Neris, by Eimantas Paskonis.
Mandarin’s word for laboratory is shíyànshì (實驗室). The Hakka word, however, sounds different, of course.
When a school in Taiwan’s Xinzhu (Hsinchu) County, an area with many Hakka, put up some signs in romanization, some were quick to notice that the Hakka word contained what looked like the English word “shit.” That this was at an elementary school didn’t help matters. People there got a bit tired of explaining that this wasn’t obscene English but instead perfectly proper Hakka. The popular option now seems to be to spell the final syllable shid.
Táiwān tuīdòng Kèjiā wénhuà, yě ràng Kèyǔ chéngwéi yuèláiyuè duōguānxīn jiāodiǎn, dàn yǒu mínzhòng dào Xīnzhú Dōngyuán Guó-xiǎo, fāxiànjiàoshì de Kèyǔ pīnyīn zěnme kànqilai guài guài de, shì zhègè zì yòng shì t, rúguǒ yòng Yīngwén niàn sìhū bù tài wényǎ, hòulái cái fāxiàn, yuánláiyòng Tōngyòng Pīnyīn, pīn qǐlái jiù shì shì t, suǒyǐ mínzhòng qiānwàn biéxiǎng wāi.
Láidào Xīnzhú Dōngyuán Guó-xiǎo, wàitou jǐngwèishì, yǒu Yīngwén pīnyīn hái yǒu Táiyǔ、 Kèyǔ pīnyīn, zhǐshì nín zhùyìdàole ma? Kèyǔ pīnyīn dezuìhòu yī gè zì shit, zhè bù shì màrén de huà ma? Shì bu shì pīncuò le a, zài dào xiàonèi kàn, bùguǎn jiàoshì háishi xiàoshǐ shì, shènzhì shìxiàozhǎng shì, zhǐyào shì shì jiéwěi de dōu shì zhèyàng pīn.
Měi cì yǒu rén wèn jiù yào jiěshì gè lǎobàntiān, yuánlái tānkāi Kèjiā yǔpīnyīn, xiàngshì jiàoshì de shì、 shìhé de shì、 zhīshi de shí, tōngtōngdōu pīn chéng shit, suǒyǐ méi wèntí de la, dàn yǒu xǔduō xiǎopéngyou kàndào, yī kāishǐ háishi juéde guài guài de, qíshí zhè shì cǎiyòng Tōngyòng Pīnyīn yǐjīng yòngle 10 nián, dàn xiànzài wèile bìmiǎn kùnrǎo, yào gǎichéng Táiwān Kèyǔ pīnyīn, shit jiù biànchéngle shid, huòxǔ jiù bù huì zài ràngrén wùhuì la.
每次有人問就要解釋個老半天，原來攤開客家語拼音，像是教室的室、適合的適、知識的識，通通都拼成shit，所以沒問題的啦，但有許多小朋友看到，一開始還是覺得怪怪的，其實這是採用通用拼音已經用了10年，但現在為了避免困擾，要改成台灣客語拼音，shit 就變成了 shid，或許就不會再讓人誤會啦。
source: Guó-xiǎo fānyì cǎi Kèyǔ pīnyīn jiāo「 shì」 biàn 「shit」 (國小翻譯採客語拼音 教「室」變 「shit」), Dongsen News, December 9, 2011 (Yes, the year is correct. I just didn’t get around to finishing the post back then.)
In Hong Kong, aversion to Mandarin is continuing to grow, while pride in and affection for that language continue to fall, according to the results of a regular survey. The scores for all three have largely converged. I expect those trends to continue, so that the results from the next survey will show aversion to Mandarin surpassing affection for and pride in that language.
Attitudes toward Cantonese were not covered by this survey until 2012. Attitudes toward English are still not surveyed in this study.
Feelings toward other “icons” of Hong Kong and China as a whole were also surveyed, so while the scores on Mandarin may to some extent reflect how people in Hong Kong feel about the People’s Republic of China, it’s important to note that even objects such as the PRC flag manage significantly better than Mandarin in public opinion.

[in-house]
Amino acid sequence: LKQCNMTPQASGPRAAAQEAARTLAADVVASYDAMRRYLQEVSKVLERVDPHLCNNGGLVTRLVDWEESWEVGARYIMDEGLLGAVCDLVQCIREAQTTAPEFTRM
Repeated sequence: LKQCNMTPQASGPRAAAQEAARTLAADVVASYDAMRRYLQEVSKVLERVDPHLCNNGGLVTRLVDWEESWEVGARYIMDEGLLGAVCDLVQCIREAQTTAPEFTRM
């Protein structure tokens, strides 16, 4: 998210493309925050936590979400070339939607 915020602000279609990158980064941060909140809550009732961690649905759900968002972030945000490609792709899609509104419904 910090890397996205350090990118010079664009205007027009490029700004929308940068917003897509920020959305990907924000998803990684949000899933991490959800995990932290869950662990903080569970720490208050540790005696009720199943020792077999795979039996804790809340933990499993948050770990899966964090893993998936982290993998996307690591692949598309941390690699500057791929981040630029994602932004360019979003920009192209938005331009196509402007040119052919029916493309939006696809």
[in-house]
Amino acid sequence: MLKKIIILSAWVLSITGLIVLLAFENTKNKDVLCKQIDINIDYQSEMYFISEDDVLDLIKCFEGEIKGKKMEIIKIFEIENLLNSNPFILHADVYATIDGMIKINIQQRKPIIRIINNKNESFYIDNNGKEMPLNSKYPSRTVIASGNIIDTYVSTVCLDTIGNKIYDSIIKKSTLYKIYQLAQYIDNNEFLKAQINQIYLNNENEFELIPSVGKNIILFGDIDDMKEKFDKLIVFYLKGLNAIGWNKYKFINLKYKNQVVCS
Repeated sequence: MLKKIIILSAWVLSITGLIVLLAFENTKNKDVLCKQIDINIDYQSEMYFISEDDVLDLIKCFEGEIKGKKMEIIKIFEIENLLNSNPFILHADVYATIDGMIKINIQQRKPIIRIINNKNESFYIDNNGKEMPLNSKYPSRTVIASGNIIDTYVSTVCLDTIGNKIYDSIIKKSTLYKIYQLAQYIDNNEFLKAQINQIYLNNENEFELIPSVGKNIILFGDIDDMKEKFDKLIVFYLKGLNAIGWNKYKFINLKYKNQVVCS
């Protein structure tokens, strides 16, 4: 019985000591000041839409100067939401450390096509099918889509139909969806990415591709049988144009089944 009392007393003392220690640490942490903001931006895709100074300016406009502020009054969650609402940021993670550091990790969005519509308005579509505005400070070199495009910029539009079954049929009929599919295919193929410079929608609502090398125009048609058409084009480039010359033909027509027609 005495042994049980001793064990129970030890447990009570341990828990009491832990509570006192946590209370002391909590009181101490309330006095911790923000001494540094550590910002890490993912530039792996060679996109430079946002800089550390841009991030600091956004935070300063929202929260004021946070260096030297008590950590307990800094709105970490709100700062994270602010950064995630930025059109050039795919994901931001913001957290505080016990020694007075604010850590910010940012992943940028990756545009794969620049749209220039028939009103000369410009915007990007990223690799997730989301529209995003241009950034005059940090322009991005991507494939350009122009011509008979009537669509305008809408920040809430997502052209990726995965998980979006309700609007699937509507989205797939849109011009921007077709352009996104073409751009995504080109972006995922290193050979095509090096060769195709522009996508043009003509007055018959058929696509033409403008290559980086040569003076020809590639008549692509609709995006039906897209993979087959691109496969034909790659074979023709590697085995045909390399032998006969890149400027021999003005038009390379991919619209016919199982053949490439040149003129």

I’m using the translations offered by the survey itself:
- averse to: 抗拒
- proud of: 自豪
- affectionate toward: 親切
Pride in Mandarin (16.7 percent) is lower than pride in everything else in the survey except for the Hong Kong Central Government Offices, which came in at just 14.5 percent.
Pride in Cantonese (58.7 percent) is higher than pride in everything else in the survey except for the Night View of Victoria Harbour (65.2 percent).
Affection toward Mandarin (17.7 percent) was third lowest, ahead of only the People’s Liberation Army (14.1 percent) and the Hong Kong Central Government Offices (14.3 percent).
Affection toward Cantonese (81.0 percent) was the by far the highest of all, followed by affection toward the Night View of Victoria Harbour (69.7 percent). Nothing else made it past the low 30s.
People in Hong Kong had the highest aversion to the People’s Liberation Army (26.7 percent). Mandarin tied for second with the Hong Kong Central Government Offices (both 16.2 percent).
Aversion to Cantonese (1.7 percent) was the lowest of any surveyed category.
The information in this post was derived from:
- Xiānggǎngrén de shēnfen yǔ guójiā rèntóng diàochá jiéguǒ (香港人的身份與國家認同調查結果), Centre for Communication and Public Opinion Survey, the Chinese University of Hong Kong, November 2014
- The Identity and National Identification of Hong Kong People: Survey Results, Centre for Communication and Public Opinion Survey, the Chinese University of Hong Kong, November 2014
Here’s a photo (blurry, I know) of the side of a bus in Taipei. I took this because the bus has text in Chinese characters running in three different directions: top to bottom, right to left, and left to right.
Taiwanese wouldn’t find this particularly confusing, as this sort of thing is not entirely uncommon here, though right-to-left horizontal writing is seen less and less.
I’m posting this mainly so I can refer to this example later if need be.
Demos Next Heavy, by Gerard Unger, is a free representative of the large Demos Next family. It handles Hanyu Pinyin with tone marks nicely.
I’m far behind on writing about Taiwan’s upcoming election. The logos for the two main candidates in the presidential race were revealed about a month ago.
First up is the presidential campaign logo for Tsai Ing-wen (蔡英文 / Cài Yīngwén): “LIGHT UP TAIWAN 點亮台灣” (Diǎn liàng Táiwān).
And here is the campaign logo for the Kuomintang’s presidential candidate, Hung Hsiu-chu (Hóng Xiùzhù / 洪秀柱), er, Eric Chu (朱立倫 / Zhū Lìlún): “ONE TAIWAN 台灣就是力量” (Táiwān jiùshì lìliang).
It’s hard not to be struck by the fact that both prominently feature English slogans even though Taiwan has a distinct shortage of English-speaking Westerners who are eligible to vote here. (And, anyway, most such immigrants can read the Chinese characters.) For that matter, in both logos the English slogan comes first. That’s how cool and modern English is seen to be in Taiwan, even though it’s not an official language here. Coincidentally, one of the candidates is even named “Ing-wen” (“English language” / Yīngwén / 英文).